Retail boycott of Iran unnecessary: CIJA
Canada recently joined the United States and Great Britain in prohibiting financial transactions with Iran, but a major Jewish community organization believes anti-Iranian sanctions should be even tougher.
CIJA, the Centre for Israel and Jewish Affairs, is calling on the Canadian government to target the Iranian Revolutionary Guard Corps (IRGC) with an enhanced set of sanctions. At the same time, CIJA believes Canadians need not punish ordinary Iranian exporters by refusing to purchase Iranian goods, such as foodstuffs, at the retail level.
Avoiding Iranian goods, such as dates or carpets, would only hurt average Iranians. “Our grievance is not with the Iranian people, so we should have caution that sanctions not have an impact and cause more difficulties for people living under a brutal regime,” said CIJA CEO Shimon Fogel. “Sanctions have to target the perpetrators.”
Fogel noted that many expatriate Iranians hold a favourable view of Israel. “There was a time that a progressive and highly educated population had relations with Israel, so it’s not entirely outside the realm of their experience to see Israel as something other than the little Satan,” he said.
About two weeks ago, Ottawa announced a new round of sanctions that “prohibit financial transactions with Iran, expand the list of prohibited goods to include additional items that could be used in Iran’s nuclear program and add[ed] new individuals and entities to the list of designated persons [that present a proliferation concern].
“The existing prohibitions on exporting goods used in the refining of oil and liquefaction of natural gas continue unchanged,” Foreign Affairs and International Trade Canada announced.
The new measures came after the International Atomic Energy Agency (IAEA) reported on the militarization of Iran’s nuclear program. Even before the IAEA assessment, Canada had complied with a UN-imposed sanctions regime after Iran refused to suspend its uranium enrichment activities. “These targeted measure are designed to hamper attempts by Iran to develop nuclear, chemical, biological and missile programs, as well as to persuade it to agree to constructive discussions,” Foreign Affairs stated.
Fogel said the Revolutionary Guards should specifically be included as a designated terrorist organization because “they control so much of the financial institutions within the country and these holdings finance terrorism and transfers to Hamas and Hezbollah.”
“The IRGC is a pillar of the Iranian regime, playing a central role in state repression and nuclear proliferation. Iran funds, facilitates, directs and carries out terrorist attacks worldwide via the IRGC, notably the 1994 bombing of Jewish and Israeli targets in Argentina,” Fogel said.
John Thompson, executive director of the Mackenzie Institute, a foreign policy and security think-tank, said it would be difficult to target the Revolutionary Guards and avoid affecting ordinary Iranians. “No one has any desire to punish the ordinary people of Iran,” he said. But the Revolutionary Guards run the bonyads, corrupt and inefficient charitable entities that control much of the Iranian economy, including exports. “It is kind of hard to separate the ordinary Iranian from the regime,” he said. “It [the regime] is trying to control every avenue of their lives.”
“One of the reasons Iranians hate the regime so much is that it runs their lives and the economy… The average Iranian businessperson is already impaired by the regime.”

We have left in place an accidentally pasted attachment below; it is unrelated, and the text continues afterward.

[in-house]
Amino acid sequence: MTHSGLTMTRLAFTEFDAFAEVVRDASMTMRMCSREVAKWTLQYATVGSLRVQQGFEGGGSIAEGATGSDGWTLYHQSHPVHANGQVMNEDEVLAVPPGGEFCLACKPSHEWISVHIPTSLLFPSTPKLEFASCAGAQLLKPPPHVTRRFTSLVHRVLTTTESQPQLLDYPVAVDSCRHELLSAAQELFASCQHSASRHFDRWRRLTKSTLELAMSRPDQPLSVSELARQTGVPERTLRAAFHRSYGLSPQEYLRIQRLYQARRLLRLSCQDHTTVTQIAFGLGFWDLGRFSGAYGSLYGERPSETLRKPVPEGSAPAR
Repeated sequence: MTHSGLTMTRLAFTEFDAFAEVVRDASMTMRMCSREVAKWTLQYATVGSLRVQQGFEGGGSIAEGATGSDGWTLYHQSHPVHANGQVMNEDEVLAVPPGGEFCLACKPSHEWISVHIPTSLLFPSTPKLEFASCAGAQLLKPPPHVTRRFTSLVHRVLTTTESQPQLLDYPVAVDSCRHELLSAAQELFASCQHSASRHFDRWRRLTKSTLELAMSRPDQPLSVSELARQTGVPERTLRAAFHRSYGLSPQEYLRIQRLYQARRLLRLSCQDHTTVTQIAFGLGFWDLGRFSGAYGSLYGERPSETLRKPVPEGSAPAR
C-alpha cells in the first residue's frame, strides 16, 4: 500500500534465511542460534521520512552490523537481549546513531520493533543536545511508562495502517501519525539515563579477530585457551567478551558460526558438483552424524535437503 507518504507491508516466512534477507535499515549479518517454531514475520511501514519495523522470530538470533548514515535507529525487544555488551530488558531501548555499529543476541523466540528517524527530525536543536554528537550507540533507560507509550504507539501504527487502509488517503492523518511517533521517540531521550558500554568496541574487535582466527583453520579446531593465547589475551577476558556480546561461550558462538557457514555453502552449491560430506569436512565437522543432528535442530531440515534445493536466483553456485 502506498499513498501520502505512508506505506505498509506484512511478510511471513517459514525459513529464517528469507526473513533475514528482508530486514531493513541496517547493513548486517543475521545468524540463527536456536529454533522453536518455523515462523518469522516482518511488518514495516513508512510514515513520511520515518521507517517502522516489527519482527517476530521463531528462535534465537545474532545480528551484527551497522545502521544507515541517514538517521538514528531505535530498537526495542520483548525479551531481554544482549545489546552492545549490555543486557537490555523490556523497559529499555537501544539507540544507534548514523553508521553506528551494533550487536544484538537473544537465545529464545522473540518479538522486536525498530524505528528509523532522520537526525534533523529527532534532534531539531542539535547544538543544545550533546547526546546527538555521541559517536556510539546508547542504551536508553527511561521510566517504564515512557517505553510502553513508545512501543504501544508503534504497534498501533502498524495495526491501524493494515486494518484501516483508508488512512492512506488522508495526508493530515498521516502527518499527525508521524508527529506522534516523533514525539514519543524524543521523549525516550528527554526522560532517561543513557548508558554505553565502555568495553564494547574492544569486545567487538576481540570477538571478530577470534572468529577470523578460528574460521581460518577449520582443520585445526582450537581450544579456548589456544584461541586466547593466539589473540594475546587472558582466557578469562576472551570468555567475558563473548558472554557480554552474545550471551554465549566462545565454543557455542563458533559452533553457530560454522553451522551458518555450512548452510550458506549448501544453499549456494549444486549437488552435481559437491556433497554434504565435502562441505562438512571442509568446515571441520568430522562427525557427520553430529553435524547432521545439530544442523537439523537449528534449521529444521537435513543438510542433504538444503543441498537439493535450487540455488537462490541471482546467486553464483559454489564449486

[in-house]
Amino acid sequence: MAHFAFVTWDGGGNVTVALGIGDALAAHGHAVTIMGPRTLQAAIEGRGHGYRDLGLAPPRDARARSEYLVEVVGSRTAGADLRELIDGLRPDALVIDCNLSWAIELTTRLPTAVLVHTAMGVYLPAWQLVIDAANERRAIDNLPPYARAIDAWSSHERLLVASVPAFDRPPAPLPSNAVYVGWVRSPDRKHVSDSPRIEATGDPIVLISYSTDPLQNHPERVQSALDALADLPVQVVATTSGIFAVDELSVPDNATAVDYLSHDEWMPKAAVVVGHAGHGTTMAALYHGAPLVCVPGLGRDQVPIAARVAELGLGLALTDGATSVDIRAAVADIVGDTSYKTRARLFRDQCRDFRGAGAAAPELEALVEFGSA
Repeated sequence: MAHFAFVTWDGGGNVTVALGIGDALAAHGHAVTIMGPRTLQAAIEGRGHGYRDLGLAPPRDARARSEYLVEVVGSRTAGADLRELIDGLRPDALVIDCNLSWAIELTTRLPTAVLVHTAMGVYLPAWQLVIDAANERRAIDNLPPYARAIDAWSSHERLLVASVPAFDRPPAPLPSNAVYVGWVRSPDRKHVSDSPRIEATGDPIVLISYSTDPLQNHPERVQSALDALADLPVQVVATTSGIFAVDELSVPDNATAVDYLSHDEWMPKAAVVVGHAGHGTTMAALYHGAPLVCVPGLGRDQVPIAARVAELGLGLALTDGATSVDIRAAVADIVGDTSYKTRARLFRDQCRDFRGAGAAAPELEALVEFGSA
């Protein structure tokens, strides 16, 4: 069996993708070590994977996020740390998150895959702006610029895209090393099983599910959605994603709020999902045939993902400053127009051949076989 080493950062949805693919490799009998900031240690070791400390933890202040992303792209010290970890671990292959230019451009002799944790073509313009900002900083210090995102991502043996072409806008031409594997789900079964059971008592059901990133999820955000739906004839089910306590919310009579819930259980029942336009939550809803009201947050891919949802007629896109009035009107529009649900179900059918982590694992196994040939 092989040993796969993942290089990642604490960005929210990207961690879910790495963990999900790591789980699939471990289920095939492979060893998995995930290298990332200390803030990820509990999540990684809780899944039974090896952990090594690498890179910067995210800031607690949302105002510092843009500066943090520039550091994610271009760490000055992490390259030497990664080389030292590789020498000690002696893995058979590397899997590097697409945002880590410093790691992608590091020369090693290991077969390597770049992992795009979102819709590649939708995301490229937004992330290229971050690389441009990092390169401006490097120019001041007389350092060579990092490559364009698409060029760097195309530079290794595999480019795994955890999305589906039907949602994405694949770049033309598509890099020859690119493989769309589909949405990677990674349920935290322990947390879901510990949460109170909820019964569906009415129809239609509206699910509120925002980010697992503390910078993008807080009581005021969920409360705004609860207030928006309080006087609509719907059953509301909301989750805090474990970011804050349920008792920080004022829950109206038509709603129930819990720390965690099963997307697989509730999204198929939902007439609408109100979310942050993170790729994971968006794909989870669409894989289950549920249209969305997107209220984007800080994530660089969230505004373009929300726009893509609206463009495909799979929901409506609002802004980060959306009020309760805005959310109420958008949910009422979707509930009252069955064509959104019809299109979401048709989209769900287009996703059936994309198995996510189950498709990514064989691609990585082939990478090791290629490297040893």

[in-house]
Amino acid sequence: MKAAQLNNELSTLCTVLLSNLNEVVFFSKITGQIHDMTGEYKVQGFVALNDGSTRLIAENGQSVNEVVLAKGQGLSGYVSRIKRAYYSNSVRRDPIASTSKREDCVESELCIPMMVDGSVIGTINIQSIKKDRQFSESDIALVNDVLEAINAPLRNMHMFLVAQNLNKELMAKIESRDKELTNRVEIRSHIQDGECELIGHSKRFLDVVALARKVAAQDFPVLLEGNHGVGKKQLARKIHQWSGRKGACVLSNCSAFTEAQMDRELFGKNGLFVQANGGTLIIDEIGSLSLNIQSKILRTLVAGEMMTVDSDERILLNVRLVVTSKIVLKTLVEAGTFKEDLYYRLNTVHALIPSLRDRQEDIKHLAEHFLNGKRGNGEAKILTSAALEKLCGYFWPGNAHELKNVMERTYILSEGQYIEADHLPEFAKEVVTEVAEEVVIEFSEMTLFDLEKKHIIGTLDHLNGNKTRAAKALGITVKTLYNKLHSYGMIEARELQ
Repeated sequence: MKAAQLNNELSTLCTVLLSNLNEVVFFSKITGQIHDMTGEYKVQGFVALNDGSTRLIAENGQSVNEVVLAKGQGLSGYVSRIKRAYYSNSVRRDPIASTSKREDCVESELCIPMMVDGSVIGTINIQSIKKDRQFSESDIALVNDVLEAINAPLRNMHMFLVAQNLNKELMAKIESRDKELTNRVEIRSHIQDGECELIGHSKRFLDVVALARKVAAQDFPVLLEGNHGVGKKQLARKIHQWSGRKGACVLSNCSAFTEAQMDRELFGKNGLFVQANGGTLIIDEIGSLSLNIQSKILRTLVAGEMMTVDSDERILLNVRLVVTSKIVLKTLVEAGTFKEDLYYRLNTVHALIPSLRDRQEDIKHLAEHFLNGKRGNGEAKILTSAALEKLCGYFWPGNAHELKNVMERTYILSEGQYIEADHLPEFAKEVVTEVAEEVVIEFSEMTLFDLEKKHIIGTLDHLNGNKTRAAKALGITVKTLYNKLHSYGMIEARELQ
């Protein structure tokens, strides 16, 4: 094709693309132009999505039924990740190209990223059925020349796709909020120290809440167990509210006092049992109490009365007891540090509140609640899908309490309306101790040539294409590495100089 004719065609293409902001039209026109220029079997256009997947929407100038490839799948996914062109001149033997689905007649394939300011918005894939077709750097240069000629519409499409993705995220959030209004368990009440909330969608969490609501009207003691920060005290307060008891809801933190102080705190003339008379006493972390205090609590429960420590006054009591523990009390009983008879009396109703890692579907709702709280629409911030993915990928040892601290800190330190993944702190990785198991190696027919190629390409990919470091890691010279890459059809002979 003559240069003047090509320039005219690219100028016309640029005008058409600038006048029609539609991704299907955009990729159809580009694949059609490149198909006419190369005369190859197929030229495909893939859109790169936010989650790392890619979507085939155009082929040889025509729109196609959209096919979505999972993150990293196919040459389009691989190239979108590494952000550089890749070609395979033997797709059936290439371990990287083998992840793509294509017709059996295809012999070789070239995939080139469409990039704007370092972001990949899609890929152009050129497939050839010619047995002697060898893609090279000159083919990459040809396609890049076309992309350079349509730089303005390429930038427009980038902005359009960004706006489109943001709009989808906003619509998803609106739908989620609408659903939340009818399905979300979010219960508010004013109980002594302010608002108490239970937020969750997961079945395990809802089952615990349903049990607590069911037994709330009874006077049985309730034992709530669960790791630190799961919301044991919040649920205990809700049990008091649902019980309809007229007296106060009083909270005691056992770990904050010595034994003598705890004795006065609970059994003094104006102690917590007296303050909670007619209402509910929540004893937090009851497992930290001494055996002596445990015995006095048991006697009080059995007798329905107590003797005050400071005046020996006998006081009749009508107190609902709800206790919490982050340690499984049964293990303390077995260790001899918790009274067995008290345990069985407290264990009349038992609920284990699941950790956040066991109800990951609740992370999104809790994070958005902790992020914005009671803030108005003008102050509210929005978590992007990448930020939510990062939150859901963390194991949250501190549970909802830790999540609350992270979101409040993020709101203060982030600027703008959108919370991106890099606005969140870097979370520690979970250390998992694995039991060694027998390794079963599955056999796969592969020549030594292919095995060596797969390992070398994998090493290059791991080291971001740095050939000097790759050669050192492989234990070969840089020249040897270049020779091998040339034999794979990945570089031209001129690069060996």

In Parliament, Liberal MP Irwin Cotler, a longtime proponent of sanctions on Iran, asked whether the Revolutionary Guards would be listed as a designated terrorist organization. “The Iranian Islamic Revolutionary Guard Corps has emerged as the epicentre of the nuclear weaponization program, of international terrorism from Argentina to Afghanistan and massive domestic repression,” he said.
In response, MP Bob Dechert, parliamentary secretary to the Minister of Foreign Affairs, stated: “Our latest expansion of sanctions against Iran prohibit almost all financial transactions with the Iranian government. They add individuals and entities to the list of designated persons and expand the list of prohibited goods. We are taking aggressive action to cover the known leadership of the Iranian Islamic Revolutionary Guard Corps and block virtually all transactions with Iran, including those with the central bank.”
Fogel said, “Sanctions targeting the IRGC as a whole would completely isolate it financially, curtail its ability to contribute to these core areas of concern and undermine the Iranian regime’s ability to continue along its current trajectory. Listing the IRGC as a terrorist entity would accomplish this, and would importantly ensure that even if Iran were convinced to abandon its nuclear-weapons program, the IRGC would remain off limits to Canadians until its support for and direction of international terrorism comes to an end.
“We commend the key steps the government of Canada has taken to address the IRGC’s role in Iran’s nuclear-weapons program. Listing the IRGC as a terrorist entity in Canada would have wider-ranging implications and would hopefully contribute to inducing positive change in Iranian policy on a number of fronts.”
Fogel said CIJA would also like to see Ottawa use its influence with governments that trade with Iran, such as China and India, to convince them to sever their business relationships. Canada should offer these governments alternatives, such as the supply of fossil fuels, to strengthen its case, he suggested.
According to government of Canada data, Canadian exports to Iran in 2010 totalled $120 million while imports reached only $38 million.